Purchasing a Wooden Flute

Before You Purchase

Please make sure that you are not purchasing a stolen instrument. Brad Hurley maintains a list of stolen instruments and links to other sites that list stolen instruments.

Purchasing a Beginner Instrument

One of the most frustrating experiences that I have had is the difficulty in finding a good instrument at a reasonable price. Even the simple system instruments with no keys are expensive and hard to find. I was looking for one with 8 keys. Most of the makers on the web take 6 months to 6 years to build a new flute after you place an order. I believe that most beginners don't want to wait 6 months before they start playing.

My solution was to purchase an inexpensive (less than $100) bamboo simple system flute made by Patrick Olwell. It is well tuned and has a nice tone, but lacks the tuning slide which is useful for playing along with groups not tuned to A=440Hz. I purchased the instrument through House of Musical Traditions, although Lark in the Morning also distributes a comparable instrument. For closest similarity to a traditional Irish flute, you will want to order the low D instrument. Another possibility is a polymer or plastic flute such as those made by Michael Cronnolly of M&E Flutes. Another reasonable alternative is an Aulos plastic baroque flute.

If you are looking for a keyed instrument, then I recommend that you first read this paragraph of comments on keyed flutes. This paragraph of comments stems from a discussion on the woodenflute email list, which at the time this message was composed, included a wealth of experience and information in the form of some very well known wooden flute players. If you are considering purchasing a keyed instrument, first ask yourself why. Not only will you not need keys for almost all Irish tunes, but they may actually get in your way or leak. Still interested in keys? Then take this piece of advice from both the list members and my personal experience: You will get what you pay for. Some list members believe that purchasing inexpensive keyed instruments may discourage beginners by providing them with an instrument that is exceptionally difficult to play. I am including the following paragraph about inexpensive keyed wooden flutes because this site is all about helping people make informed decisions. It would not help you for me to hide information about the availability of inexpensive wooden flutes, but I would consider it a disservice if I didn't strongly suggest that you play a well made keyed flute before ordering an inexpesive one. If you don't already have a friend that plays wooden flute, then find your local session and introduce yourself to a local player. Ask to play their instrument. Pay attention to tone and tuning of the individual pitches. Play some scales. Ask lots of questions. That will at least give you a frame of reference for making an informed decision about your own flute purchase. Finally, I want to say that the organizations that sell inexpensive keyed instruments are trying their best to fill a large demand for these instruments. They provide many great services to the wooden flute community and it is not my intention to tarnish their reputations in any way through these comments.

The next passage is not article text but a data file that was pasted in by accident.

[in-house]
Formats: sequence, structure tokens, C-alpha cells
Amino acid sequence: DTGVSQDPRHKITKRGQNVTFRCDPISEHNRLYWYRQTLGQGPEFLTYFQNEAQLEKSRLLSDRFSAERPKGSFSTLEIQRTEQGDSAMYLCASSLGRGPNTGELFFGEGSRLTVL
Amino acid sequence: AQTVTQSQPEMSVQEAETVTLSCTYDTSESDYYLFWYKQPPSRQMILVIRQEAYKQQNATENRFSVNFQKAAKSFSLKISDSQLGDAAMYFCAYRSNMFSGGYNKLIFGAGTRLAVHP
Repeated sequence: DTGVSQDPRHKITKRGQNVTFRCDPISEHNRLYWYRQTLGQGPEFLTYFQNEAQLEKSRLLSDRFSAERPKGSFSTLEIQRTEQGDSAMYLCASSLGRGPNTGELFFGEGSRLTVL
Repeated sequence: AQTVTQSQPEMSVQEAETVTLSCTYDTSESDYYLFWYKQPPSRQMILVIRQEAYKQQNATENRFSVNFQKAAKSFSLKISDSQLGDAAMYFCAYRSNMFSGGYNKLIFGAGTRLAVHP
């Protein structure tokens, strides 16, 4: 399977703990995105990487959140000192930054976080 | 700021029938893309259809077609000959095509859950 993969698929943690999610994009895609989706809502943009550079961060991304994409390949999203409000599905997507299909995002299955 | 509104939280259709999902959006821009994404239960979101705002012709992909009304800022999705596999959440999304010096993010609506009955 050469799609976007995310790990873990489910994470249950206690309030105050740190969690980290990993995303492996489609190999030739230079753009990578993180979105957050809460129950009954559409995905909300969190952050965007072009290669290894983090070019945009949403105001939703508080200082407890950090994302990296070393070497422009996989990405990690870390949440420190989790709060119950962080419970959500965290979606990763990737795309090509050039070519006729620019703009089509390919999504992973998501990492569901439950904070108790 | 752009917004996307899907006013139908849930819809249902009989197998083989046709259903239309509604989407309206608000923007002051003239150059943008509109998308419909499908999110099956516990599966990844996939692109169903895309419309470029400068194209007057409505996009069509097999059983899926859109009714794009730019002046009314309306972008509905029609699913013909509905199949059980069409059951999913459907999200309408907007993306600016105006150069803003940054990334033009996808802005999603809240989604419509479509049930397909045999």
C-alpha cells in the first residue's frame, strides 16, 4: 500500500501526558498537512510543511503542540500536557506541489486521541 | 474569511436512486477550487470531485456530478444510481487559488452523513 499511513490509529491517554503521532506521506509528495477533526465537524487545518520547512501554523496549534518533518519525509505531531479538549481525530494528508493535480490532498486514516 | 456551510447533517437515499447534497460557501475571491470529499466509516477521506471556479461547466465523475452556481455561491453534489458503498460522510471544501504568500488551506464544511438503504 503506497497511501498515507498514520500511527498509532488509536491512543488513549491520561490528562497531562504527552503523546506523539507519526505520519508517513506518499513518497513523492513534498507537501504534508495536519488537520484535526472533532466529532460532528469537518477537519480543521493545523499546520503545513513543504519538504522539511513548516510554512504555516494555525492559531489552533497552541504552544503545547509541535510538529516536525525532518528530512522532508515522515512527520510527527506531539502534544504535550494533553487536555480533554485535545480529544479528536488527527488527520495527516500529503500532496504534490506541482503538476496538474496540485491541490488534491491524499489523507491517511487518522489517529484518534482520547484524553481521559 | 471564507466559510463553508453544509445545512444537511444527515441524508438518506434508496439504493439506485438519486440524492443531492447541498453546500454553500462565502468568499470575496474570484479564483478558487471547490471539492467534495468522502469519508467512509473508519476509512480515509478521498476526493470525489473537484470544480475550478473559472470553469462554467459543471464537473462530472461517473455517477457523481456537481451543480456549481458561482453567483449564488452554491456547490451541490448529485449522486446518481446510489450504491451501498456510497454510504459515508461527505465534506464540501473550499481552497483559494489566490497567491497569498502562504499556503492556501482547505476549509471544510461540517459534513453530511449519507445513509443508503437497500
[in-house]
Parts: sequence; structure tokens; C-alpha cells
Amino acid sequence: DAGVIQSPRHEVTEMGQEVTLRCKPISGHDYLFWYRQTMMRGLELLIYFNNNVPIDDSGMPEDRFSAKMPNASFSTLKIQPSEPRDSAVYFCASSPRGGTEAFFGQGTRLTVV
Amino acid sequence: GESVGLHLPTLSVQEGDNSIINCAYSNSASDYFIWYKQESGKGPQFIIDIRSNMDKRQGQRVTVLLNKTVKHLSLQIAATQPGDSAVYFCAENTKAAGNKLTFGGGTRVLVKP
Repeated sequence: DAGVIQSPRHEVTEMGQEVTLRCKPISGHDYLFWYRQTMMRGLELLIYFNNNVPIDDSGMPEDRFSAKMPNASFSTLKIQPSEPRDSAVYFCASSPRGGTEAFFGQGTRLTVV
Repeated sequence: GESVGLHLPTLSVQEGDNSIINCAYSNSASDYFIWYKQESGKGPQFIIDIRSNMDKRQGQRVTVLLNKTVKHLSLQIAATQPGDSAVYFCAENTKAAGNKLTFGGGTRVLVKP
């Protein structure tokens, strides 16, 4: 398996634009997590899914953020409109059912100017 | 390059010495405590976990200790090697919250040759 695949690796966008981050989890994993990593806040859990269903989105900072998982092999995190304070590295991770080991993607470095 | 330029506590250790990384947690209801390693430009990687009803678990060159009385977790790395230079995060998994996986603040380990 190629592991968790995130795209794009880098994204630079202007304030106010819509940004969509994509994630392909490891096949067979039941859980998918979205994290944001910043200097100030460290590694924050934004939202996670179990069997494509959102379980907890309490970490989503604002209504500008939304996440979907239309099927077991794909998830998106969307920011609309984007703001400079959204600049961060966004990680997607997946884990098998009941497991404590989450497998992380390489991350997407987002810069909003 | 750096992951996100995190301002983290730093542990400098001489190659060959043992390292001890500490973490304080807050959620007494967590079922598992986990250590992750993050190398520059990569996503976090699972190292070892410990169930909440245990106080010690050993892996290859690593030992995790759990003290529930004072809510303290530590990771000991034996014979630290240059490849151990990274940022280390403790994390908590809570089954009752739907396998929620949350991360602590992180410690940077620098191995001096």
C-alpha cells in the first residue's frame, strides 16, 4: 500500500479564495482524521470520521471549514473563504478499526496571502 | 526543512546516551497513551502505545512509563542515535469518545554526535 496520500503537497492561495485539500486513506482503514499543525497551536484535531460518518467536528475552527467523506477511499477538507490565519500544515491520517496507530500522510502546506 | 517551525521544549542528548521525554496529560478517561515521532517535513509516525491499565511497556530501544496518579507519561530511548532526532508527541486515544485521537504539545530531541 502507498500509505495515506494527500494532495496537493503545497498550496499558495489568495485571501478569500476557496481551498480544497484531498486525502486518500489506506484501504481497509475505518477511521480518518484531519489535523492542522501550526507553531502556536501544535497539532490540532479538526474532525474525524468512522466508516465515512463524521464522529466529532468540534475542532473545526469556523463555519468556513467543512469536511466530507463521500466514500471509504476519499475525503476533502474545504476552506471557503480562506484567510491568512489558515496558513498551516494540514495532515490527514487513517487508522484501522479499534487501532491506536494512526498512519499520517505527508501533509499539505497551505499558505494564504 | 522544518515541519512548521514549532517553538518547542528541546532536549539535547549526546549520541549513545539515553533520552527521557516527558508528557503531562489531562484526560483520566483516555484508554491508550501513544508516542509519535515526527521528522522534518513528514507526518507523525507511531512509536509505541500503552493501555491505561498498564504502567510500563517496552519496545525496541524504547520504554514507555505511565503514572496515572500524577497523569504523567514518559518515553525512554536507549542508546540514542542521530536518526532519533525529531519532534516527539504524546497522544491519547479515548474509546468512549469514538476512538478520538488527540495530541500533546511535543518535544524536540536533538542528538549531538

You might have some luck finding a keyed instrument in stock at Lark in the Morning or Hobgoblin Music. Lark in the Morning's instrument was not listed in their web catalog at my last check. Hobgoblin Music lists a 5-key wooden flute patterned after a Pratten flute, which is pictured in their web catalog as GR2124. Both of these instruments were in the US$400-600 price range at my last check.

Other alternatives are Pennywhistles (which play an octave above the low D of an Irish flute), or low whistles (essentially large pennywhistles that play in the same range as an Irish flute). Both of these instruments use the simple system fingering used by Irish flutes. They also have the advantage of being easier to begin with because they do no require that you go through the phase of learning to get a sound out of a transverse blown instrument.

Purchasing a Used Instrument

Used instruments are another alternative to the long wait for a new instrument.   Each of the dealers listed below typically carry a selection of used instruments in stock.

Purchasing a New Instrument

There are several new instrument makers and dealers with information available on the web. I am particularly impressed by the care that Terry McGee is taking to study Rudall, Rose, and Carte flutes in order to advance the art of making wooden flutes. Some of the flute makers' webpages show an incredibly high level of craftsmanship; I recommend that you visit Michael Grinter's and Chris Wilkes' webpages for online examples because their webpages have great pictures of their fine work.



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